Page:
Just in time for the new season of Downton, it’s Servants by Lucy Lethbridge—a downstairs history of Britain from the 19th century to the modern age.
Ann Hood showed up at her event at the Duxbury Free Library in Massachusetts and they had yarnbombed the bike rack. That’s devotion, my friends.
Learn more about Knitting Yarns, an anthology of knitting stories. It makes a great gift for all the knitters you know — yarnbombing optional.
Tuesday, December 3rd: A Tribute to Frederick Busch
New Yorkers: Join us tomorrow night at the Center for Fiction to celebrate the legacy of Frederick Busch.
Elizabeth Strout, Benjamin Busch, Hilma Wolitzer, Stewart O’Nan, and Norton’s own Jill Bialosky will come together to read from and discuss Busch’s work.
Above: A World War I explosion by Joe Sacco as a child.
Below: A World War I explosion by Joe Sacco as an adult.
See more from THE GREAT WAR.
Joe Sacco on His Childhood Comics
The Great War is in stores now.
Andre Dubus III on having a father for a writer and watching Batman with Kurt Vonnegut.
Full interview here: http://www.litshow.com/094/andre-dubus-iii
Yes, he talks about the influence of his father, Andre Dubus. And yes, he talks about Kurt Vonnegut stopping by to watch tv. But we loved this detail for anyone who has ever wondered what it would be like to have roman numerals in your name:
"It wasn’t easy being ‘the great one’s’ son with the same name. It’s still a bit of a pain in the ass. I really hate that III in my name because it looks so aristocratic. I mean, try having a ‘the’ in your name. I’m just Andre from a mill town."
Check out the New York Times review of Dirty Love, the latest “staggeringly good” work of fiction by Andre from a mill town.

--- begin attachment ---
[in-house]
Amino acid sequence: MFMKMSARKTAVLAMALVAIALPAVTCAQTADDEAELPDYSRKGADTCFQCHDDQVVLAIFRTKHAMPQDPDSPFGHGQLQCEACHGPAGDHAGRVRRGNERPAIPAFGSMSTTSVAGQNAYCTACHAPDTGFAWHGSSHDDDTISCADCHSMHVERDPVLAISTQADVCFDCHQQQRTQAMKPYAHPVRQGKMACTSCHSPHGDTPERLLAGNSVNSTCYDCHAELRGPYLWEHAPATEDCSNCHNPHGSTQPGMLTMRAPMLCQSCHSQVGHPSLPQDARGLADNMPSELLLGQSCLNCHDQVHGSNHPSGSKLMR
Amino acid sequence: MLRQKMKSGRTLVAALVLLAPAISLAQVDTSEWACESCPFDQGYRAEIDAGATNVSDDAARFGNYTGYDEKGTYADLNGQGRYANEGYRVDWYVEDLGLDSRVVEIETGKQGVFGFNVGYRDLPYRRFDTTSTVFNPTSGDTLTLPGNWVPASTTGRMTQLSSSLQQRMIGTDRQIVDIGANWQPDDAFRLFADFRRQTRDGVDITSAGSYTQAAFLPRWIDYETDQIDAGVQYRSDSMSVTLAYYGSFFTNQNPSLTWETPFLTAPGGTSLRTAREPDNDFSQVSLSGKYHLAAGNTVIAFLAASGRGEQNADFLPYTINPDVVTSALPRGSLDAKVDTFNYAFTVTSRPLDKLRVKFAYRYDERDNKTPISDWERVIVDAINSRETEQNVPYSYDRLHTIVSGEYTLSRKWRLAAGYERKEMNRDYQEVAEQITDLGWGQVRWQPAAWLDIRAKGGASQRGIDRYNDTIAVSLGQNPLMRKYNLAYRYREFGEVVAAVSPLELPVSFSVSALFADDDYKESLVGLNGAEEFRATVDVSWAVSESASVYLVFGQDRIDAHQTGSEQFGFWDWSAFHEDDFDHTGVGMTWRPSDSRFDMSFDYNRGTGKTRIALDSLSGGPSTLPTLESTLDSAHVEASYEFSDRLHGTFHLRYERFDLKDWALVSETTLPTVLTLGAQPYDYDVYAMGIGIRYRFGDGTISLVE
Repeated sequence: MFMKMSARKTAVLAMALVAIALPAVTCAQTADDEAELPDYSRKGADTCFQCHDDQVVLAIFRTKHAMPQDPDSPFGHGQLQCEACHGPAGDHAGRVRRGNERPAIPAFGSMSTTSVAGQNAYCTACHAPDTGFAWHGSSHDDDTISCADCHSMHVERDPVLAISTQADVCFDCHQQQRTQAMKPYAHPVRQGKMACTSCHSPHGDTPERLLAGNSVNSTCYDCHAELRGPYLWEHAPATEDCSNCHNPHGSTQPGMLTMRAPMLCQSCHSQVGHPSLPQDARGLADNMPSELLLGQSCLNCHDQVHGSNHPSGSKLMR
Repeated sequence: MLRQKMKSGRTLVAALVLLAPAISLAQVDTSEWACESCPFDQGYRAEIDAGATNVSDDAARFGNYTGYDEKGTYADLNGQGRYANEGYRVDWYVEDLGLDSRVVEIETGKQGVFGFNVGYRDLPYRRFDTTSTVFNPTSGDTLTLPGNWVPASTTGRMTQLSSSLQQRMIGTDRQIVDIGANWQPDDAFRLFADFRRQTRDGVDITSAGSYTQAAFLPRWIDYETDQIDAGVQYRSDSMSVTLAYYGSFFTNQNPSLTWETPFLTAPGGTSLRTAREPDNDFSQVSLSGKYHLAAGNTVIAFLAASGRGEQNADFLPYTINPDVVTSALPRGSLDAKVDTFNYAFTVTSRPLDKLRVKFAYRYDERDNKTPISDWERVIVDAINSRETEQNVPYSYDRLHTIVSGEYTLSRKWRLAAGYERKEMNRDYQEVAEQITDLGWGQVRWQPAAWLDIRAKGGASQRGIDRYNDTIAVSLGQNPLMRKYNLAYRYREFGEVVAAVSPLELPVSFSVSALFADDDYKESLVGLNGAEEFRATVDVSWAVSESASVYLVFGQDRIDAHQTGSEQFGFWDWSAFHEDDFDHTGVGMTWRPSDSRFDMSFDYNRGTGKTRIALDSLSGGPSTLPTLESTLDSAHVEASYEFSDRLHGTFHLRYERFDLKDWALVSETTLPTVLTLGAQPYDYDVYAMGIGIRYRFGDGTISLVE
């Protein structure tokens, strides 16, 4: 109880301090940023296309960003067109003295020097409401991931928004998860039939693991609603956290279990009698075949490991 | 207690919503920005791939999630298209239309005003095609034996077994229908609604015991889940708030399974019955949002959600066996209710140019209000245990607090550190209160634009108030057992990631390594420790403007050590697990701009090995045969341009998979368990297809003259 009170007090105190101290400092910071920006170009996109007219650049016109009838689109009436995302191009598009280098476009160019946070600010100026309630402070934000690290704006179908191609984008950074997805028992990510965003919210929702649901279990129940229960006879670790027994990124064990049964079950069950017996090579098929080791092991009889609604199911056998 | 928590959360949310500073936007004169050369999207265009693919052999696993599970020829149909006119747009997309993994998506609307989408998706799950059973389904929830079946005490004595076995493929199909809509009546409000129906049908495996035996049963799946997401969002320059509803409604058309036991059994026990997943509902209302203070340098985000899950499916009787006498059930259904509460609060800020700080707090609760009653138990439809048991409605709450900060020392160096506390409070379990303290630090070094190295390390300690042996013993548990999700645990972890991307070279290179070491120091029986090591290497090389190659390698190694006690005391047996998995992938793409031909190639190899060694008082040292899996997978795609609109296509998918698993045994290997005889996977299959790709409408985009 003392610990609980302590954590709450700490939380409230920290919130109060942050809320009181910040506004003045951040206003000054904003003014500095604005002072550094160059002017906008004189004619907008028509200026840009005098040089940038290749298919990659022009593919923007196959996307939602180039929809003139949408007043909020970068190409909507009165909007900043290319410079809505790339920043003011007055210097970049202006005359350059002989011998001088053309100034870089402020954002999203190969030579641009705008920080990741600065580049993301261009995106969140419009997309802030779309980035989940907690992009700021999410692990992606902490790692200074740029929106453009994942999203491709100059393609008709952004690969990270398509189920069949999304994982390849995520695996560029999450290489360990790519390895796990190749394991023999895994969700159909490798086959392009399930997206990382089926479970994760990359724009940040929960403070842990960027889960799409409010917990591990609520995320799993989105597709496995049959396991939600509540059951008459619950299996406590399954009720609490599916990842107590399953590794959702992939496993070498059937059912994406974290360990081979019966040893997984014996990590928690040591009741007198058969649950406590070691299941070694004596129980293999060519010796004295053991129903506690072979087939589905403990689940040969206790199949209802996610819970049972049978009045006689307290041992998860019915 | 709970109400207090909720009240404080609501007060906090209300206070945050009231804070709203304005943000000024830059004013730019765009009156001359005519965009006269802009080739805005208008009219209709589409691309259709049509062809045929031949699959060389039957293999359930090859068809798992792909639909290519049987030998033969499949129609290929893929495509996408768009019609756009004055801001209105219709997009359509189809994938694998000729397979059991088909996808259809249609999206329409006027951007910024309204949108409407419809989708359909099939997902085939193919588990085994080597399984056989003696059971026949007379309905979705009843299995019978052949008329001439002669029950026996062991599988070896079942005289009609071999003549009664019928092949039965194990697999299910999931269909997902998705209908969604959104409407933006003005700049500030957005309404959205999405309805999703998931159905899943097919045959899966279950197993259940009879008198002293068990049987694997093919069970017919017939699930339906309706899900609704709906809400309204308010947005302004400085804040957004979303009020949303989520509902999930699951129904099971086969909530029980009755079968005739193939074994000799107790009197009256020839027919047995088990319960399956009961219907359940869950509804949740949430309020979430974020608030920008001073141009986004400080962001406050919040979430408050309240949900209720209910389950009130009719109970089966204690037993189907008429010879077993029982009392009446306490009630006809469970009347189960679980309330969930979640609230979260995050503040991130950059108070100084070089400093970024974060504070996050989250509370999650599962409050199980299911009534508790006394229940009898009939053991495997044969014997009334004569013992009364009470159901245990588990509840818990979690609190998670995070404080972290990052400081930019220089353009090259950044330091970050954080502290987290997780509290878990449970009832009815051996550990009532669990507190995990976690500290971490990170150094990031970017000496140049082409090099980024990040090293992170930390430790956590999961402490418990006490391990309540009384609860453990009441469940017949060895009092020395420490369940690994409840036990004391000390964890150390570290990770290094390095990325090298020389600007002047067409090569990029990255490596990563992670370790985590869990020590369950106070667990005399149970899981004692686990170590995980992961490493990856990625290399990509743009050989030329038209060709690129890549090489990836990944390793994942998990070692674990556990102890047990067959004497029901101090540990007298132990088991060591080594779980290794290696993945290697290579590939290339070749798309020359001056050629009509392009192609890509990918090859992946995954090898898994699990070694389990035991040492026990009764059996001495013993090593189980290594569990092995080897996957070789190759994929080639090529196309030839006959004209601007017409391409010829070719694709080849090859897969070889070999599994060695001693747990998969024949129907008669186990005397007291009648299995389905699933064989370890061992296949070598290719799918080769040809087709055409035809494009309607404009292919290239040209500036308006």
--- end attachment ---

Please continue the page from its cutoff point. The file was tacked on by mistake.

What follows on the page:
The National Book Foundation’s 2013 Class of 5 Under 35 Writers on Process, Progress, and Publishing a First Novel
Tonight we are very excited to celebrate our 5 Under 35 authors at powerHouse Arena in Dumbo. Earlier this month, novelist Claire Vaye Watkins interviewed the writers, who were each selected by a past National Book Award Winner or Finalist. Below, a sample of the writers’ responses.
Amanda Coplin, The Orchardist
Selected by Louise Erdrich, 2012 National Book Award Winner
Q: This year’s 5 Under 35 list is composed entirely of women. Care to share your thoughts on how gender affects a writer’s encounters with the literary world?
A: Gender affects a writer’s encounters with the literary world this way: if you are a woman, you are asked to comment on your gender and how it relates to your art, and if you are a man, you are not.
Your gender has nothing to do with how well you can write, of course. But since men were considered superior beings for so long, their work was correspondingly held in higher esteem. Now that we are slowly coming around to the realization that women are just as capable as men, our work is being recognized and honored too. The only added challenge we have as women, perhaps, is that our work has to overcome those residual prejudices (or not so residual in some) that women are second-class artists. In many cases women’s art has to be that much better than men’s art to be considered equal.
I don’t want to put a damper on the fact that an all-woman list should be celebrated—I have to admit I was excited when I found out all the honorees were women—but I’m also tired of the fact that this is considered exceptional. For Amanda’s full interview, click here.